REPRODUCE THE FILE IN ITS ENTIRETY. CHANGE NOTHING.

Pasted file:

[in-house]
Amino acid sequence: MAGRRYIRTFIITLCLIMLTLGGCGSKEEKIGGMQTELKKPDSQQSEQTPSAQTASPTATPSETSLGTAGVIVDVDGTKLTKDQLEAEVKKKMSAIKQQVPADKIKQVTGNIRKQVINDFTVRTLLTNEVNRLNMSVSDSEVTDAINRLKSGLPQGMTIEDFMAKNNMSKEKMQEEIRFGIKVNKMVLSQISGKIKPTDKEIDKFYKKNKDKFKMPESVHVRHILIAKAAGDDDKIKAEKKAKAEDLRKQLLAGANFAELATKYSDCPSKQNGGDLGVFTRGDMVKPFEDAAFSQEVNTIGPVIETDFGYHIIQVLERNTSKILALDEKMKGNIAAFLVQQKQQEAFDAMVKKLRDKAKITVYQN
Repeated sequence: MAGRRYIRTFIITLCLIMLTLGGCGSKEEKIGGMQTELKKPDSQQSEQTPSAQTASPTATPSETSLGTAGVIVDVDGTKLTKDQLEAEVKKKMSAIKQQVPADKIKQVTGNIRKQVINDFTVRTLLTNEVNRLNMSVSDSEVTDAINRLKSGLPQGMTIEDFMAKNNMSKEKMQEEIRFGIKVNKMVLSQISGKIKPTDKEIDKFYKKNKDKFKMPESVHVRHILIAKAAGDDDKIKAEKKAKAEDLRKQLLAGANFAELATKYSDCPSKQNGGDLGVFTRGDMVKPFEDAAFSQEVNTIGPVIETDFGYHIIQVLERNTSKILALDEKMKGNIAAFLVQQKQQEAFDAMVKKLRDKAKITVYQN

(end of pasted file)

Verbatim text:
[in-house]
Amino acid sequence: MAGRRYIRTFIITLCLIMLTLGGCGSKEEKIGGMQTELKKPDSQQSEQTPSAQTASPTATPSETSLGTAGVIVDVDGTKLTKDQLEAEVKKKMSAIKQQVPADKIKQVTGNIRKQVINDFTVRTLLTNEVNRLNMSVSDSEVTDAINRLKSGLPQGMTIEDFMAKNNMSKEKMQEEIRFGIKVNKMVLSQISGKIKPTDKEIDKFYKKNKDKFKMPESVHVRHILIAKAAGDDDKIKAEKKAKAEDLRKQLLAGANFAELATKYSDCPSKQNGGDLGVFTRGDMVKPFEDAAFSQEVNTIGPVIETDFGYHIIQVLERNTSKILALDEKMKGNIAAFLVQQKQQEAFDAMVKKLRDKAKITVYQN
Repeated sequence: MAGRRYIRTFIITLCLIMLTLGGCGSKEEKIGGMQTELKKPDSQQSEQTPSAQTASPTATPSETSLGTAGVIVDVDGTKLTKDQLEAEVKKKMSAIKQQVPADKIKQVTGNIRKQVINDFTVRTLLTNEVNRLNMSVSDSEVTDAINRLKSGLPQGMTIEDFMAKNNMSKEKMQEEIRFGIKVNKMVLSQISGKIKPTDKEIDKFYKKNKDKFKMPESVHVRHILIAKAAGDDDKIKAEKKAKAEDLRKQLLAGANFAELATKYSDCPSKQNGGDLGVFTRGDMVKPFEDAAFSQEVNTIGPVIETDFGYHIIQVLERNTSKILALDEKMKGNIAAFLVQQKQQEAFDAMVKKLRDKAKITVYQN